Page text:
An artist will take you on a trip around his work. He will tell you what to view and in what order. He will attempt to provoke a variety of responses, even negative one's. He will appeal to your sense of wonder. He will ask pertinent questions of you whilst you view. No one should remain passive in front of a piece of art work.
This artwork will and should ask as many questions of both the intellect and the emotions as it answers. This is true of all art.
In the visual arts, painting, drawing, sculpture, photography, film making, dance;There is no substitute for looking. Seeing the quality of a painted surface, the textures of the brush stroke, the coolness or the warmness of colour, feeling the temper of metal, the hewn quality of wood, the impact of actual size, the excitement of movement, the recording of an event.
It is important that we appreciate the full intention of the artist as close to first hand as we can.
Real looking requires a conscious effort on the part of the viewer so restricting oneself to only a few pieces of art at a time is always a good idea. Trying to give equal weight to everything in an exhibition for example is too exhausting. Study selected work in detail. Most pieces will demand this attitude anyway, they cannot be bypassed with merely a glance.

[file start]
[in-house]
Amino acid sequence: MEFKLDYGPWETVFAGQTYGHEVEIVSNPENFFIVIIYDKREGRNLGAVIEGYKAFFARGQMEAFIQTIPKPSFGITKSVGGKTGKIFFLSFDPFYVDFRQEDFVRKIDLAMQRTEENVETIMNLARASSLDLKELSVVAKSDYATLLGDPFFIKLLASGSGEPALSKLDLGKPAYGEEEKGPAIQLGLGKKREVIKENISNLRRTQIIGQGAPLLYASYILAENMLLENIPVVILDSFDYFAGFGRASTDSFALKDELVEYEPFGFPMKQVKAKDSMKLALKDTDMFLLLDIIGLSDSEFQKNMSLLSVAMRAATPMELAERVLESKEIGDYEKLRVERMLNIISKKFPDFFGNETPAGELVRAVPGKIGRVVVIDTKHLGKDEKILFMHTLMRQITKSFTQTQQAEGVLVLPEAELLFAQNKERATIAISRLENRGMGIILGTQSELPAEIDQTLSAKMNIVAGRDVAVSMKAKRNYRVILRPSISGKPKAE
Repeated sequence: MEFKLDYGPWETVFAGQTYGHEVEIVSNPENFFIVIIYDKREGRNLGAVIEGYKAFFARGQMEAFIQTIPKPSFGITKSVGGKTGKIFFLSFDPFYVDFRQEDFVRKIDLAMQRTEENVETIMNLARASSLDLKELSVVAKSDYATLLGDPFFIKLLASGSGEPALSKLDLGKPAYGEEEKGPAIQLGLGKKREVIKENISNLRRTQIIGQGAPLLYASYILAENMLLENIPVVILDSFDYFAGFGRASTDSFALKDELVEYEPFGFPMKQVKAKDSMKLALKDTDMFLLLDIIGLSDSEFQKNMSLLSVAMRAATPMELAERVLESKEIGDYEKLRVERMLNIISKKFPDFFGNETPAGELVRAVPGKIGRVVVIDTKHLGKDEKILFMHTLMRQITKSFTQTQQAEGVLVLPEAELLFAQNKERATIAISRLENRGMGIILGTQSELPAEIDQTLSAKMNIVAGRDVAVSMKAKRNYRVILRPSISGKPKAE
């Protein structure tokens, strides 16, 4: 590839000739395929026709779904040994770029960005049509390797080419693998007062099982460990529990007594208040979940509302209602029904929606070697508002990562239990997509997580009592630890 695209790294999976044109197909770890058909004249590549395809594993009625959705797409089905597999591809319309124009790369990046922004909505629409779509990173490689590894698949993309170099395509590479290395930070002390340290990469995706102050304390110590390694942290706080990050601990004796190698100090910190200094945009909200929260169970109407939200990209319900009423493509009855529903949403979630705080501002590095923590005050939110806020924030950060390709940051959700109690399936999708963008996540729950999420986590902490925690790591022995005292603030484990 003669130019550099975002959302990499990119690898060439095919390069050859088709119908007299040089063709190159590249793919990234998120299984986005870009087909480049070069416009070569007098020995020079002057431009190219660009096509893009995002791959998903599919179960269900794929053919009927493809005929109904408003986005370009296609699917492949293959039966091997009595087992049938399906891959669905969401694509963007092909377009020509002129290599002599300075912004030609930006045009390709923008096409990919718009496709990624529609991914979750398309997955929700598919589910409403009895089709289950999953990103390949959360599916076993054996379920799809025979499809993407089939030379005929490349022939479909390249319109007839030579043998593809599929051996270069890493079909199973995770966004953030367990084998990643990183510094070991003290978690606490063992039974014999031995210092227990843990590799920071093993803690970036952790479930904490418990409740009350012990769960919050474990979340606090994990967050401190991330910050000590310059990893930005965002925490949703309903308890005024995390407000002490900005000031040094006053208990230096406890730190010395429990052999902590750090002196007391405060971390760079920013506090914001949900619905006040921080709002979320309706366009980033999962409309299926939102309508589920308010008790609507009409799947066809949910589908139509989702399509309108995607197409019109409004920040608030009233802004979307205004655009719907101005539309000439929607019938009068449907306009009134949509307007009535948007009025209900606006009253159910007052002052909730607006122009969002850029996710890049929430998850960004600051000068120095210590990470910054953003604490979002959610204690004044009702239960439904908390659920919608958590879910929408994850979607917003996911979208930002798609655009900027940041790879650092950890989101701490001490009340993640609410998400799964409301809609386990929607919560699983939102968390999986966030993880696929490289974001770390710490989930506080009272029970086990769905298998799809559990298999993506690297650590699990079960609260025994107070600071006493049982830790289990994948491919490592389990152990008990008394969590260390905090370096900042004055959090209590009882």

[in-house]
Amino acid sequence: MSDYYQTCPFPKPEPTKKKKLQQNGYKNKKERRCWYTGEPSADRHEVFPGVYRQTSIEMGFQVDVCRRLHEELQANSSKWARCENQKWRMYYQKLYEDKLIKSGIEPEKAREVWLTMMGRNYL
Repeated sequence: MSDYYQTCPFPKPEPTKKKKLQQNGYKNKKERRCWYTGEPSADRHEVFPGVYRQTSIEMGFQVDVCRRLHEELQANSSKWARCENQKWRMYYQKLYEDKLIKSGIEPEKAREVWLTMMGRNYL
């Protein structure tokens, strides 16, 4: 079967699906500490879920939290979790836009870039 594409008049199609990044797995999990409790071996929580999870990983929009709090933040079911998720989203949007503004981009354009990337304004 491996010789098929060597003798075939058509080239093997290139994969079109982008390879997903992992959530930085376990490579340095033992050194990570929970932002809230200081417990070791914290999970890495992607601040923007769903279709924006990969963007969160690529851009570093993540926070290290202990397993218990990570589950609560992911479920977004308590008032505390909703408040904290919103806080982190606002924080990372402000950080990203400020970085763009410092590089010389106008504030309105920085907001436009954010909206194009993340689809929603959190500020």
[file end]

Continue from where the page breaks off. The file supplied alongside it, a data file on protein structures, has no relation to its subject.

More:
As the emotions are caught up inevitably in looking our experience will also, with a certainty become involved. For example the various theories of Emotional Colour will, usually all unknown to the viewer play an increasingly important role. What are these theories? Red for danger, black for death and morbidity, in the western world at least, are two of the most obvious. The Madonna's cowl in a religious painting is always a certain blue. This was originally produced from a semi precious stone called Lapis Lazuli before the advent of chemical paint. The emotional aspects of this should be obvious. Warm colours, reds, oranges, yellows appear to come towards the viewer and are on occasion welcoming. The cool colours, blues, some greens appear to recede. Atmospheric or aerial perspective is used by artists in this manner to provoke a feeling of distance or vastness. Have you ever considered why a certain type of music is called the blues? Or why colours themselves are thought to sing? Why certain colour combinations are called Complimentary. (These are the opposites on the colour wheel, a primary with a secondary, Red and Green, Yellow and Purple, Blue and Orange).